APowerCap Aims to Build Ultracaps for Electric Car Batteries

APowerCap has demonstrated a lead acid battery supplemented by its ultracapacitors required only one third of the lead of traditional lead acid batteries, lasted 2.5 times as long, and worked well in cold weather.

Published: 23-Oct-2008

Ultracapacitors have been a star attraction in scientific research for years, but the component might be best suited for a supporting role in the commercial world, says Serhiy Loboyko.

Loboyko’s company, APowerCap Technologies, is trying to bring a novel breed of ultracapacitors — which are essentially holding tanks for electrons — to the automotive and electronics market in a way that better fits economic reality. APowerCap won’t sell ultracapacitors to power electric cars. Instead, it is prepping a line of ultracapacitors to charge the batteries in electric cars, which will in turn run the car. That’s similar to the way General Motors will use a gas generator to charge the batteries on the Chevy Volt, but without the gas.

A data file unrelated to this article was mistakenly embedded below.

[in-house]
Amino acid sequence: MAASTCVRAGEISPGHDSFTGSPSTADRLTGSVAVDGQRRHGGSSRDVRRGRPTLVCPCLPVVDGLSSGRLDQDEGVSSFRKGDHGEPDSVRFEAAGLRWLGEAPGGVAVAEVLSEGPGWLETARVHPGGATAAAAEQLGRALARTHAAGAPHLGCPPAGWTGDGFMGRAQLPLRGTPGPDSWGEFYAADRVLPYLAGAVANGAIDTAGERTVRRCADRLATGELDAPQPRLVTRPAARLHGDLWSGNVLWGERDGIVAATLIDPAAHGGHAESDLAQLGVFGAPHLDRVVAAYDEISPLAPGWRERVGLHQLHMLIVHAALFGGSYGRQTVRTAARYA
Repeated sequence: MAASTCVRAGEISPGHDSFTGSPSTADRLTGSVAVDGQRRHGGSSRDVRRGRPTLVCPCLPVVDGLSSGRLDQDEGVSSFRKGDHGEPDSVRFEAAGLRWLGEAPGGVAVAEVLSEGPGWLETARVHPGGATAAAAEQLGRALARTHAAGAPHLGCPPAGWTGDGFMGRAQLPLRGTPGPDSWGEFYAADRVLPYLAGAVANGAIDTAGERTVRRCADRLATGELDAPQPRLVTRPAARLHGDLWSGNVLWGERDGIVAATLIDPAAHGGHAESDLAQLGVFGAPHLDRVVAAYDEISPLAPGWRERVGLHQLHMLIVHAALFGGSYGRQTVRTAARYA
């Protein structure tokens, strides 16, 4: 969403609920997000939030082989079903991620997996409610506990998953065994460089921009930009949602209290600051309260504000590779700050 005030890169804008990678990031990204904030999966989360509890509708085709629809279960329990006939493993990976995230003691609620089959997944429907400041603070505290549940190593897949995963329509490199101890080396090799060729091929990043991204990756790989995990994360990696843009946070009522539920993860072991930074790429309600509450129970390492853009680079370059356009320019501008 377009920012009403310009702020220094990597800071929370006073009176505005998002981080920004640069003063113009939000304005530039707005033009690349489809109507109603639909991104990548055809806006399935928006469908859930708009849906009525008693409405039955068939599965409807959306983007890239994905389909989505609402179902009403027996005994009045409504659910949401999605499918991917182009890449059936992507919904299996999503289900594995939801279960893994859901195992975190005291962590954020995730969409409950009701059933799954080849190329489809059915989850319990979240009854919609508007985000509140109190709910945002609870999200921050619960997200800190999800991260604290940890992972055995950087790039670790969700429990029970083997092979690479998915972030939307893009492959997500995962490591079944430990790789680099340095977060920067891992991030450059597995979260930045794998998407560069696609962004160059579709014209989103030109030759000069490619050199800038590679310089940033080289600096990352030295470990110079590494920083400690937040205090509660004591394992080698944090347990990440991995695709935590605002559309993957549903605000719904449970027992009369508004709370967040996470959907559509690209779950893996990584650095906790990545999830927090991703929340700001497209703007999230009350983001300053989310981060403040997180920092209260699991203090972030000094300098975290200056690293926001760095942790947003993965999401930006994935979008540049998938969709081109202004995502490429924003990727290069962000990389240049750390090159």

In a nutshell, the problem with ultracapacitors is cost, he said during a presentation and meeting at the Dow Jones Alternative Energy Innovations conference taking place in beautiful Redwood City, Calif. this week. Employing ultracapacitors to power a car would break the component budget. Other than that massive problem, ultracaps are great. They can be charged in a few seconds and can discharge rapidly as well.


The phosphate-based Epoch batteries are equipped with an advanced management system that will monitor and adjust cell performance.

The battery system was developed by CSIRO in Australia, built by the Furukawa Battery Company of Japan and tested in the United Kingdom through the American-based Advanced Lead-Acid Battery Consortium.

The new batteries will make the GM Hybrid System nearly three times more powerful than the system it replaces. Pictured is 2009 Saturn Vue Green Line with Two-mode hybrid drive.


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